This is why I put up with spiky seedballs....one of my favorite trees...
Lovely, wcgypsy. You've gotten more color out of yours this year than I have from mine. I've got three L. Cherokee in front of the house, screening the west-facing living room windows from the worst of the summer sun. I call them my green curtains.
Cherokee has no spiky ping pong balls. Last year they turned a vibrant red. This year it's a wan apricot at best, I think because we had so much late heat. I've read elsewhere that warmer autumn weather is also affecting the turning of the trees in New England--to the detriment of their leaf-peeping tourist business.
My burgundy tree (the only survivor and not for long) is still bright green. It has some disease causing the branches and top to twist and eventually break off. It is about half the size it should be.
And if disease doesn't get them, the gophers do. I grew up with a beautiful tree whose spikey balls were prized as decorative elements.
I have to be content with my Red Maple which is beautiful, but not for as long as the liquidambars are.
Everything here is planted in chicken wire against the gophers and once the roots get large enough the gophers don't have as much effect it seems. This one was from a friend's tree, either a seedling or sucker. It's about 15 years old. Should it have been pruned to be more the standard, accepted shape? Yes, but I like things quirky....
There is a variety that does not set fruit.
Here is a link that might be useful: Liquidambar
I love the red fall colors of the standard variety but they are just too large for our small beds. I found a smaller variegated sweetgum and have been very pleased with it. Here's what it looks like over the years since planting. Not many people are familiar with this variety; I had to special-order it through East Bay Nursery/Berkeley. It's Liquidambar styraciflua 'Variegata'.
First planted 2002:
Quite a bit bigger by 2009, good fall color that year:
Even bigger by Nov 2011:
It tends to be cool-ish where I live, being on the edge of the coastal fog belt. Warmer temps bring out more of the variegation:
I get two types of fall color, depending on the weather. Most commonly, the leaves go yellow with red at the tips:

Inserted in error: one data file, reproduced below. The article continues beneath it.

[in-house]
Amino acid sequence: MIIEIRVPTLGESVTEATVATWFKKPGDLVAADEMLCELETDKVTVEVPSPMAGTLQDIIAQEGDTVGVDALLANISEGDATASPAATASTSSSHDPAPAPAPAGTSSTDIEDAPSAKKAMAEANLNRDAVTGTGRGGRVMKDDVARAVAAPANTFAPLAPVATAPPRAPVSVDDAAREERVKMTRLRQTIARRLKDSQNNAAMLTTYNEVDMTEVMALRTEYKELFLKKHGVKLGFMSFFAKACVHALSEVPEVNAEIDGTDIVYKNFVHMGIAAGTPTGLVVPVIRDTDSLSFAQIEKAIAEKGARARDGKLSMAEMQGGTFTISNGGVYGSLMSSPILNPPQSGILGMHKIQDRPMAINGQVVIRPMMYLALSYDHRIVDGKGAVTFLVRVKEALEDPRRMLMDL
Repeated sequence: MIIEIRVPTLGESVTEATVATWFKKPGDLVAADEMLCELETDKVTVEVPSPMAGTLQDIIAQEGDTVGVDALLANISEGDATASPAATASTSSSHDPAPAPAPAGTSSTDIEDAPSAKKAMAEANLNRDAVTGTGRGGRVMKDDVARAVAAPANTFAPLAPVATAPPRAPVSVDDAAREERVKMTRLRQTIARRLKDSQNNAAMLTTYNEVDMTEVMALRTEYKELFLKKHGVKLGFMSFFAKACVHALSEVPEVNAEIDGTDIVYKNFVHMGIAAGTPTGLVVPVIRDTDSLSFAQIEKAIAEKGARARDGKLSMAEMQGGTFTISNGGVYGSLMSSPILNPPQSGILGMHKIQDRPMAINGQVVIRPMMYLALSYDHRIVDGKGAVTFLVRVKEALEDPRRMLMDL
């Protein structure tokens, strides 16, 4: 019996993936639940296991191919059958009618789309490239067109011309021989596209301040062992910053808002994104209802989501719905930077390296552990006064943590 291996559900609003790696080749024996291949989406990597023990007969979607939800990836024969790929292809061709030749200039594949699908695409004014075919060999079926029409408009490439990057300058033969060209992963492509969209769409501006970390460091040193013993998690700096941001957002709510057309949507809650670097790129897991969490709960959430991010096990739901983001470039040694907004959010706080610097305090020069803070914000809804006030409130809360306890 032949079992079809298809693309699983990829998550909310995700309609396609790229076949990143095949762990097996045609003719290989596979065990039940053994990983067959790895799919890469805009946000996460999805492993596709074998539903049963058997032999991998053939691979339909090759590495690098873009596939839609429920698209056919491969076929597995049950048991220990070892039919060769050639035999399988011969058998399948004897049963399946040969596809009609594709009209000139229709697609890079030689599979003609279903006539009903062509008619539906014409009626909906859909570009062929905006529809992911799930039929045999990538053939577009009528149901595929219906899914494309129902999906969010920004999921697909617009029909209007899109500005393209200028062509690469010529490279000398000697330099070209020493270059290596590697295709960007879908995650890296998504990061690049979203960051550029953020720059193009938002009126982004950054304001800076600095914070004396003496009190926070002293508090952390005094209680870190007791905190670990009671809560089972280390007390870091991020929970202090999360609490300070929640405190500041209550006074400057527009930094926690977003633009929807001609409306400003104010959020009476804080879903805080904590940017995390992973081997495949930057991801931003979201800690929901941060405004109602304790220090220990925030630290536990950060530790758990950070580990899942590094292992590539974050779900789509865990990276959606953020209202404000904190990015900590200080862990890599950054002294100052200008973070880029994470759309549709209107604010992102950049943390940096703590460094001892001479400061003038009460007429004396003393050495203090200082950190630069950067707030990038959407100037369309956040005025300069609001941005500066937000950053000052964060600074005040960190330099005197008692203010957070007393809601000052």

Not as often as I'd like, the tree will go more red than yellow:
Oh, I like that variegation! And nice to know there's a variety that does not bear seed pods...for those who let that factor keep them from enjoying liquidambar. I'll keep both in mind when I plant more. I'll also need ginkgo and poplars for their Fall coloring....and more crape myrtles to replace the ones I'll have left here.
They are planted everywhere here and most are still in their full autumn glory right now. I love liquidambar but did not choose it for my garden because the amount of mid summer branch drop I see and how many I see blown over by the winds we get this time of year.
For fiery fall color I planted Crape myrtle. For big shade I planted sycamores. They color decently in my area too.
I didn't know that the ambars are susceptible to uprooting...bummer. I've also planted crape myrtles and sycamores for color.
Water them by soaking deep but not too frequently, and no uprooting problems. It's the ones that have nothing but surface roots that will fall over. They have "greedy" roots - in the cities here street crews have to periodically come out to chop the roots of the big liquidambars and repave the sidewalks and curbs, because the roots lift them up and destroy them in search of water.
Phooey ......the neighbors have two beautiful mature ambers across the street and just as they were getting the best color, the husband called the tree trimmers to whack everything off to ugly stubby branches.
That really should be outlawed....tree butchery.
Wcgypsy, both Rotundiloba (suggested by jxbrown) and Cherokee are varieties that don't generate spiky seedballs. Like all liquidambars, their roots do have the propensity to lift concrete, so use care in siting them away from walkways. For much the same reason, I wouldn't put them too close to a house foundation, either.
A heads-up for jkom51, however--I was so impressed with the beautiful photos of the Variegata that I looked it up. In the descriptions I've been reading, I haven't seen anything about it being dwarf. More like 40-50 feet, like other sweet gums. Hope this doesn't present a problem later on.
Kay, 'dwarf' is comparative here - standard liquidambars easily reach 70+' around here. 45' is modest, by those standards, LOL.
An elderly neighbor told me that at one time our street was lined with trees, but developers in the 1940's and later found it cheaper to knock them down instead of save them. People have trees in their backyards - we've got two old big ones - but few left in the front yards any longer, up and down the block.
I think I'm the only homeowner who has planted anything bigger than the true dwarf city street trees, on my entire block, in the last 22 years.
Hah! A 45 foot dwarf!! Thanks for clearing that up, jkom51. Good to know that you're aware of the height potential of your "dwarf." (Somehow 45 feet should never be a surprise, right?) How sad, however, that the big trees that once lined your street were never replaced. As the world gets warmer, we need more grand specimens, more shade, not less.
I planted 3 Liquidambars in my front garden, 2 Palo Alto and 1 Burgundy. I enjoyed them for many years, willingly raking up the spiky ball debris (they didn't produce for the first 10 years or so, but then came massive production), and the masses of leaves. Eventually, after viewing some of the really old Liquidambars in the neighborhood -- enormous girth of trunk, broken branches, and huge root systems -- I decided I had enjoyed their best years and it was time for them to go, no regrets. 23 years of colorful fall leaves; it was worth it, including the cost of removal.